Rollins, You’re Wrong. Isn’t This News too Big to Ignore?
Vanity Fair just published Henry Rollins’ “Don’t Blame Sarah Palin, Just Stop Paying Attention!”
Wow! Emphatic! Rollins’ argument? Don’t blame Palin and the right wing-nuts for the shootings that happened in AZ this Sunday. We should all just close our eyes and it will go away. But how’s that going to happen, exactly? Especially when, in order to ignore her properly, he has to put her name in the headline of his plea.
FOX News’ parent company, News Corp. claimed $33 billion annual revenues as of September, 2010, according to their own site. Far from the only manufacturers of the ignorant hate breeding filth, war-mongering fear, and barely concealed racist bile spewed daily into the American atmosphere, the commodification of news has let many an absurd and inflammatory statement go unchallenged and unexamined.
Isn’t news that big too big to ignore? And isn’t ignoring it precisely what we’ve been doing? OK. We haven’t been ignoring it, but we have been ridiculing it, as if it’s too absurd to be taken seriously.
But that’s a luxury we can’t afford right now. Rollins seems to think that US citizens have any say at all in how the news we watch is presented anymore. It’s not just Palin. It’s Angle. It’s Beck. It’s Limbaugh. And as David Morris said today on Guernica, it’s the media itself.
As Morris points out, along with Reagan’s FCC’s abolishment of the Fairness Doctrine (an enforced media standard that mitigated straight propaganda in news by providing “…an opportunity for the presentation of contrasting points of view”) came a rapid decline in civil discourse.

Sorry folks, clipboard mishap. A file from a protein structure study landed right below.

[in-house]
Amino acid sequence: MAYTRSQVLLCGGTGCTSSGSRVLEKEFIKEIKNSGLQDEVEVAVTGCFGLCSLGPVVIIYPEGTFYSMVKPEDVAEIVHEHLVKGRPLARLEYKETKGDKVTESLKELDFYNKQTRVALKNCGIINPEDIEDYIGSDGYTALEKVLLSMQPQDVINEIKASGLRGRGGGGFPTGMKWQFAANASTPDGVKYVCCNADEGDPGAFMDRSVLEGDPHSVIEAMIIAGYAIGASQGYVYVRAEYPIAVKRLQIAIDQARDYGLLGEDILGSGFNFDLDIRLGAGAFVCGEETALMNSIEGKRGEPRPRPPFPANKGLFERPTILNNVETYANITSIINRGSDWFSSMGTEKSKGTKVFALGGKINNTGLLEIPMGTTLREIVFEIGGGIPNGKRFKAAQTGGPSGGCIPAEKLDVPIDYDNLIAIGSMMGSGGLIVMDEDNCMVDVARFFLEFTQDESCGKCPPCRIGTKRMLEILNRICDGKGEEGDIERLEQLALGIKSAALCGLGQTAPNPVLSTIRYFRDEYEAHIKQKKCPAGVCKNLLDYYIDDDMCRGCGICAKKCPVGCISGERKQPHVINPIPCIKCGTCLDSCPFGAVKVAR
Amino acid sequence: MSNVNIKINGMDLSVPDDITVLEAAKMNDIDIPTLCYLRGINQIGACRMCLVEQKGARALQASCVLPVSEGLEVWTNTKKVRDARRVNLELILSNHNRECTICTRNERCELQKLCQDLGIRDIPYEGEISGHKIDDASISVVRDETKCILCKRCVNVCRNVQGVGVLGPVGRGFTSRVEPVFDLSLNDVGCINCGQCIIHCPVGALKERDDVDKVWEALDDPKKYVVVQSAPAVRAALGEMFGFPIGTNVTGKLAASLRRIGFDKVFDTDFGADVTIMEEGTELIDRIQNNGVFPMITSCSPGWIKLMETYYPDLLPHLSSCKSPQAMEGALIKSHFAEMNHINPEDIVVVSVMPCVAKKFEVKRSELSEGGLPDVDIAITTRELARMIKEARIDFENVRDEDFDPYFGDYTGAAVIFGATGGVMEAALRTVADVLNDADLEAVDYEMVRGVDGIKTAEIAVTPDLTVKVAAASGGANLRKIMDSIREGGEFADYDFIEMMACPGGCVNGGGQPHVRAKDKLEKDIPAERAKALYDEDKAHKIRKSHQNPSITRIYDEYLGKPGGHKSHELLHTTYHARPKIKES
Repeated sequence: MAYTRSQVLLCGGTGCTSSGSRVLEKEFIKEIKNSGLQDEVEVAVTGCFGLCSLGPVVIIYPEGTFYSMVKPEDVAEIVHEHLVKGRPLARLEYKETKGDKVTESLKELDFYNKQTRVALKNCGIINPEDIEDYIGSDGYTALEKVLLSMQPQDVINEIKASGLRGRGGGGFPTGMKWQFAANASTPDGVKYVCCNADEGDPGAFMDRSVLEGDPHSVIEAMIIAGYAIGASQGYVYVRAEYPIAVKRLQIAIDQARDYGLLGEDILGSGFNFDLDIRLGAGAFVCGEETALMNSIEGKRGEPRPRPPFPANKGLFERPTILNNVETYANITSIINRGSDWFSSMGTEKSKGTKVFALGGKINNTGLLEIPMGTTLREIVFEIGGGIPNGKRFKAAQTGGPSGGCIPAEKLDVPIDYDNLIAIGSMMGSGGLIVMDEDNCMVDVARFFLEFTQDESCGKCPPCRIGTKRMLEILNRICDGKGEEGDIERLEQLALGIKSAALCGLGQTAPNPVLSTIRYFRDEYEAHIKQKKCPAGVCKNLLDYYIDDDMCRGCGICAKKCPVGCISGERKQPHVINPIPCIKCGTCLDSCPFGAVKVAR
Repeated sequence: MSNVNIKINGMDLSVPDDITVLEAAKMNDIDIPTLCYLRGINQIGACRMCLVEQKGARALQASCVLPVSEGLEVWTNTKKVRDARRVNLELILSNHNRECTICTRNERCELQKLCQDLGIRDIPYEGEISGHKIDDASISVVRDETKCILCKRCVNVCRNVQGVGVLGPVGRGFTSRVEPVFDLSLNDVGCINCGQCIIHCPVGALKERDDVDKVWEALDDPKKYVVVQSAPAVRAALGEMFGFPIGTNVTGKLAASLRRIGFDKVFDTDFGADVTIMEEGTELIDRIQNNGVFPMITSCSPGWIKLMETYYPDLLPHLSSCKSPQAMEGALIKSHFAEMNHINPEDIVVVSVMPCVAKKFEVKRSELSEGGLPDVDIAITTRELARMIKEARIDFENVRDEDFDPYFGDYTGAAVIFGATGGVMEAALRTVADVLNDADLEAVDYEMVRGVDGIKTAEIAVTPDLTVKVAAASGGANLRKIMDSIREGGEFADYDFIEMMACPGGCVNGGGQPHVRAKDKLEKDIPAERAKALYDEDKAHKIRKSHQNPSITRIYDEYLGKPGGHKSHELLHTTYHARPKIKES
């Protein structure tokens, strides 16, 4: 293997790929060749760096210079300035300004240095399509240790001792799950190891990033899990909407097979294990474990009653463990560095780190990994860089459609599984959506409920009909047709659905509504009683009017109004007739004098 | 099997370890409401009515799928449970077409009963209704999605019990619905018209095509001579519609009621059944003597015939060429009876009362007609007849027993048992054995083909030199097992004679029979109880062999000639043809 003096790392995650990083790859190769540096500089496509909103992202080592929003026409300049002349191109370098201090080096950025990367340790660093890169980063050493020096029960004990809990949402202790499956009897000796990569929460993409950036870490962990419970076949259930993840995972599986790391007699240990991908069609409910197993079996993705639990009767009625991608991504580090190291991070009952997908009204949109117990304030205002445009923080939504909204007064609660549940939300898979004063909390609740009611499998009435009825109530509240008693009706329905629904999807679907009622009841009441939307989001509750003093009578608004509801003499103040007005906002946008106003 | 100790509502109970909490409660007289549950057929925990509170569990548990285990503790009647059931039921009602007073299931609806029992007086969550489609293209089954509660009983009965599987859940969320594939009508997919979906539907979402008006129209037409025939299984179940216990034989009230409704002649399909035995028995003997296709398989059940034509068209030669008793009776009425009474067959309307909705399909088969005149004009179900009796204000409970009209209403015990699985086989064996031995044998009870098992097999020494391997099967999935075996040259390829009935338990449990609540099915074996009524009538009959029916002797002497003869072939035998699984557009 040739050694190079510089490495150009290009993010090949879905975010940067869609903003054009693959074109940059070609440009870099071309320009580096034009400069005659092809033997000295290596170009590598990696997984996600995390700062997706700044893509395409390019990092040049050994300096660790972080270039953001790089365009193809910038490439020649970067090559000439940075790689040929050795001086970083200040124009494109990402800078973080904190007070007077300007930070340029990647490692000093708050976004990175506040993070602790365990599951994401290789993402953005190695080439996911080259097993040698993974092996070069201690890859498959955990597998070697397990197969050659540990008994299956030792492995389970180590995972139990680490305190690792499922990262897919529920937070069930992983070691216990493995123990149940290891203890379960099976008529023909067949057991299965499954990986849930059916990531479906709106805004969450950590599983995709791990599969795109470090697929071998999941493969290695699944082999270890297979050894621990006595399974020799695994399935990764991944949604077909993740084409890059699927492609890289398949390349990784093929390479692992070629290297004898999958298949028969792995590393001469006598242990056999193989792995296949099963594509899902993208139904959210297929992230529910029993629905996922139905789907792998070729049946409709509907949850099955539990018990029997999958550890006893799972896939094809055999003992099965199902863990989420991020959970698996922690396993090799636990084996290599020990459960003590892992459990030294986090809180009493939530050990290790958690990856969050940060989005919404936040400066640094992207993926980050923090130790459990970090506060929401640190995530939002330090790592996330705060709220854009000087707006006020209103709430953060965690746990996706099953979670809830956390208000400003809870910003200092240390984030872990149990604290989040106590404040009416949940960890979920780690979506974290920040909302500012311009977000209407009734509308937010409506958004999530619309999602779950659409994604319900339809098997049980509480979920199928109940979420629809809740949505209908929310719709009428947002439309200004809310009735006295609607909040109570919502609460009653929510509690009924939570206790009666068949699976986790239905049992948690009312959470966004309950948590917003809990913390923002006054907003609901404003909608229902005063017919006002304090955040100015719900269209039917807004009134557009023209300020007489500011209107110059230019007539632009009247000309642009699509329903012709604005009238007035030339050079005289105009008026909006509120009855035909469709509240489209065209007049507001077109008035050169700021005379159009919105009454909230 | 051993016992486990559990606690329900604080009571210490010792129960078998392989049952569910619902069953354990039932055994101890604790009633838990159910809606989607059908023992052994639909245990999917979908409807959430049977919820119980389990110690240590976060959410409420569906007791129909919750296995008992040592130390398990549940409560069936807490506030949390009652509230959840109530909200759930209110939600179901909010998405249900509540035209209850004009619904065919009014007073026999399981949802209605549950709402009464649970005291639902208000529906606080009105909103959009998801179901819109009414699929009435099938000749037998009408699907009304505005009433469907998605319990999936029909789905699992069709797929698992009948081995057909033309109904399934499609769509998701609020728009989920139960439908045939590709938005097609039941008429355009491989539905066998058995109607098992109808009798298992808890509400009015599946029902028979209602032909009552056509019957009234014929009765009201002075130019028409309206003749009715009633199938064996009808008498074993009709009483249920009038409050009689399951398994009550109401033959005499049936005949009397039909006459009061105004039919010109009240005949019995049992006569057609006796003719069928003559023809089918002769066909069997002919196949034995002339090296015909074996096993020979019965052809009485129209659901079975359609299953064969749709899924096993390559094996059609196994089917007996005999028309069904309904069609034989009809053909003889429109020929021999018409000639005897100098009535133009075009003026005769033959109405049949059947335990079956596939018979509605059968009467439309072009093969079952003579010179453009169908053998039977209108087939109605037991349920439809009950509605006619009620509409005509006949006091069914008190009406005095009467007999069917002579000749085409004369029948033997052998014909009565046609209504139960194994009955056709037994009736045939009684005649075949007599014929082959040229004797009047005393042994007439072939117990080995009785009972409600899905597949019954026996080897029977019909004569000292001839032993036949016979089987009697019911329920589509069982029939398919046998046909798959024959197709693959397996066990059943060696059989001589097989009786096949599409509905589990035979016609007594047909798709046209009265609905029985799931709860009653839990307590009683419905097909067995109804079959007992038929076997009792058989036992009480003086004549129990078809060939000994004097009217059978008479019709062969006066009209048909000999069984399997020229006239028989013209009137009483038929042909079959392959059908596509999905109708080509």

The media simultaneously sensationalizes the worst aspects of the political culture while by and large failing to challenge them in any meaningful way as Big News has become Big Business and Big, Big Money.
Similarly, as politicians and pundits are seen as guests of honor on the average talk show, soft ball questions have become de rigueur. Just take a look at the slow decline of Larry King; it wasn’t just age and the mountain of young wives he had to hump his way through and then divorce that sapped his spirit and made him a toothless teddy bear who could barely be bothered to ask a real question. It was the industry itself that changed, allowing for a laziness that could see more than half of the American population believing that Couric’s evisceration of Palin in the lead-up to the 2008 election had anything to do with the questions she’d asked at all.
I have recently become more sensitive to the almost complete absence of critical thinking, research and knowledge put into the average interview with politicians who go on talk shows. (This is due, in part, to my habit of listening to Comedy and Everything Else.) The guests and their publicists set the rules of the game, and the talking heads just follow along as if to challenge a lie or contest an assertion is tantamount to defamation of character. So some people are perfectly happy to maintain civility in public discourse in all the wrong ways.
While the recent mass murder in Arizona is tragic, can we please go further than sensationalizing the right wing “rhetoric” and start taking it apart on a large and resounding scale?
I want to finish this post with some recent commentary by Rachel Maddow about the ways in which we’ve been talking about some of the violent language in the news and how it contributes to a hostile atmosphere in US culture. Television culture needs a lot more voices like hers.